Mohler clearly and succinctly outlines the tenets of Creationism: Biblical Inerrancy, the factual, concrete historicity of the creation accounts in Genesis, Adam and Eve as historical figures and the parents of all contemporary humanity, and Noah and the Flood as concrete history. An inevitable conclusion of this view is that the Grand Canyon is the result of Noah’s Flood. I am struck by the similarity of the doctrine of Biblical Inerrancy to Islam’s claim that Allah dictated the Koran to Mohammed, who dutifully recorded every word. Only if the biblical writers, spanning hundreds if not thousands of years, transcribed with absolute fidelity the words of the Lord, could Biblical Inerrancy be true.
Regarding evolution, Mohler conflates evolution, strictly speaking the Earth’s and Life’s history, and Darwin’s theory of random variation of species and the resulting natural selection . I think his idea that science has made out of evolution a naturalistic doctrine that does not allow any trace of the divine is quite true.
Again, I emphasize that there is a distinction between NeoDarwinism and the facts of evolution, e.g. the fossil and genetic records and the history they point to. I subscribe to a minority of scientists that Fowler and Kuebler (The Evolution Controversy) term MetaDarwinists. In Christianity in Evolution, I meld the MetaDarwinist idea that Life is an agent in its adaptations to Christianity.
I also suggest a model of Reality that I think would rescue Evangelical and Fundamentalist Christianity from their fatal collision with the reality of evolution. Inconveniently, evolution is visible from our car windows as we drive through almost any canyon or visit any national park. Texts such as the beginning of the Nicene Creed, “We believe in God the Father, creator of Heaven and Earth, of all that is seen and unseen,” and innumerable sentences in the Scriptures suggest that Reality is composed of two domains, Heaven and Earth. In Heaven, the Godhead reigns, time is Kairos time, and the language is metaphorical, the reasoning analogic. Earth is Reality’s south pole, and it is typified by geologic history. Its time is Chronos time, and its language is digital.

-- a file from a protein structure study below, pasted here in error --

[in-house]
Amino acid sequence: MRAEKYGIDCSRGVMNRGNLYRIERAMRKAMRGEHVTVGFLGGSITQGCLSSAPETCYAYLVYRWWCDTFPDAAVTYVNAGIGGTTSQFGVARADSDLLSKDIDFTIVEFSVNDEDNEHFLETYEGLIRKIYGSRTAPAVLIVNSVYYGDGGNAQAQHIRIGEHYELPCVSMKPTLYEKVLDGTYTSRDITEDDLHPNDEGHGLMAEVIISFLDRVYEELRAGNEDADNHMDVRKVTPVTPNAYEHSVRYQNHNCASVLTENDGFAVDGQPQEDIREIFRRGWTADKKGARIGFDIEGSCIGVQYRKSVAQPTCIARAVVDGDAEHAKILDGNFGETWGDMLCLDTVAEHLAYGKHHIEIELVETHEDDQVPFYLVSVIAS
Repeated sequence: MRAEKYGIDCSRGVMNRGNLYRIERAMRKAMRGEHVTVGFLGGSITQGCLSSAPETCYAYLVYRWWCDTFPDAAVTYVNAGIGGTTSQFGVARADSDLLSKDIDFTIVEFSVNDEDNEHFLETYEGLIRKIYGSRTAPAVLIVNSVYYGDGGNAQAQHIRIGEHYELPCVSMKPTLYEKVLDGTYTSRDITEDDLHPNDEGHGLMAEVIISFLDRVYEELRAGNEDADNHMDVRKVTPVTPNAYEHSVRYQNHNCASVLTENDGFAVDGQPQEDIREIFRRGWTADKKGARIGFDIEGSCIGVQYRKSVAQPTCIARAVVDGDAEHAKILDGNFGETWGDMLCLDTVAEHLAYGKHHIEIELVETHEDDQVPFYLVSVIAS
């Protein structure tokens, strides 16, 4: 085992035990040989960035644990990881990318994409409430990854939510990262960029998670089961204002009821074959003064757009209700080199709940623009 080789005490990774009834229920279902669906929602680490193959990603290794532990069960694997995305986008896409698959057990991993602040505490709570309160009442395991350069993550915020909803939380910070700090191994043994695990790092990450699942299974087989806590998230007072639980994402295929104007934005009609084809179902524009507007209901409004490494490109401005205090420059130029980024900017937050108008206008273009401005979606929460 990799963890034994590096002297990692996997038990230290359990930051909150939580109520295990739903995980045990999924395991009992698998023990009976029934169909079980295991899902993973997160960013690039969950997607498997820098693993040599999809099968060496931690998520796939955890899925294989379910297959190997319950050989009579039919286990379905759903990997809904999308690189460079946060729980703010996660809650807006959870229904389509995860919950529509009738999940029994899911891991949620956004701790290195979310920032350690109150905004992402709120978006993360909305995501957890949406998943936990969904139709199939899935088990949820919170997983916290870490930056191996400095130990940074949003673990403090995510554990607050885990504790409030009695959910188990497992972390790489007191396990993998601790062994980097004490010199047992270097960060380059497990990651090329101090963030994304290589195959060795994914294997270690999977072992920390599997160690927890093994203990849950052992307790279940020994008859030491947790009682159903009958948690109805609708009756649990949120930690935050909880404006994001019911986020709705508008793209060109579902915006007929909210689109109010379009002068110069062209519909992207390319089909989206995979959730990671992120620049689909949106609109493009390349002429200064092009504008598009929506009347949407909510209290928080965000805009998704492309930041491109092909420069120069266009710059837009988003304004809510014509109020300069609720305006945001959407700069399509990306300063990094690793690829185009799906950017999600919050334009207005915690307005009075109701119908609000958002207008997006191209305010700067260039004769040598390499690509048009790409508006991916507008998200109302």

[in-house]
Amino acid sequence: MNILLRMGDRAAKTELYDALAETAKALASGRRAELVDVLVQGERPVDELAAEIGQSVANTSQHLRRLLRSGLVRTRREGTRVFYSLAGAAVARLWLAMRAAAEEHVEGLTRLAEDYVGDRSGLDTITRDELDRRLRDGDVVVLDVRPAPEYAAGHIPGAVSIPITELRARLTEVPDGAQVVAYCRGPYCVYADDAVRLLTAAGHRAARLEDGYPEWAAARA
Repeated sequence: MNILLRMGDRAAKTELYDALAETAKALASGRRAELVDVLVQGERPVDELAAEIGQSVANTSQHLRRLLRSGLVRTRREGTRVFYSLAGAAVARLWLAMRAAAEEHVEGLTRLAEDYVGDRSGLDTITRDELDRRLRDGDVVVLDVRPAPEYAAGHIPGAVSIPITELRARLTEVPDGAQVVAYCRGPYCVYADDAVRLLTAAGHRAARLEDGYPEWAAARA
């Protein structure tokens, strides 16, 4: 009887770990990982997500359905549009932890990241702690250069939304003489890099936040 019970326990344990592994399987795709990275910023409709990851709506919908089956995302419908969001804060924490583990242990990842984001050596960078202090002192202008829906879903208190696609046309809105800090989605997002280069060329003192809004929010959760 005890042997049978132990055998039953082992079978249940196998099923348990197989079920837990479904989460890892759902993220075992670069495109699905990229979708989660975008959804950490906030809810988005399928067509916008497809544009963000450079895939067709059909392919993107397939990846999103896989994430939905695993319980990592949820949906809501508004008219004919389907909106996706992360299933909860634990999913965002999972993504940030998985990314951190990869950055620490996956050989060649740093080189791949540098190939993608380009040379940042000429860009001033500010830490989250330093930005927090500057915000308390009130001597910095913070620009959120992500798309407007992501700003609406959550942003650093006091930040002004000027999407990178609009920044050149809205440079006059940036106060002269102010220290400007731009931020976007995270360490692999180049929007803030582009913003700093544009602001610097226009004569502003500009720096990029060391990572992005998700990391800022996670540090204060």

It then follows that Adam and Eve exist in Heaven. They are spiritual, not literal figures, and their act of disobedience and the subsequent Fall, in Kairos time, is for us on Earth “that which is.” We can term their move against God as “Original Conflict,” their instantaneous shame as “Original Self-Conflict,” and Cain’s murder of Abel as “Original Internecine Conflict.” All of Life inherits these consequences, so that what we see as we closely study Life in all its iterations is conflict. And nowhere is conflict on Earth more visible that with us humans. Now there is the Fall, in spades! Just read the morning newspaper.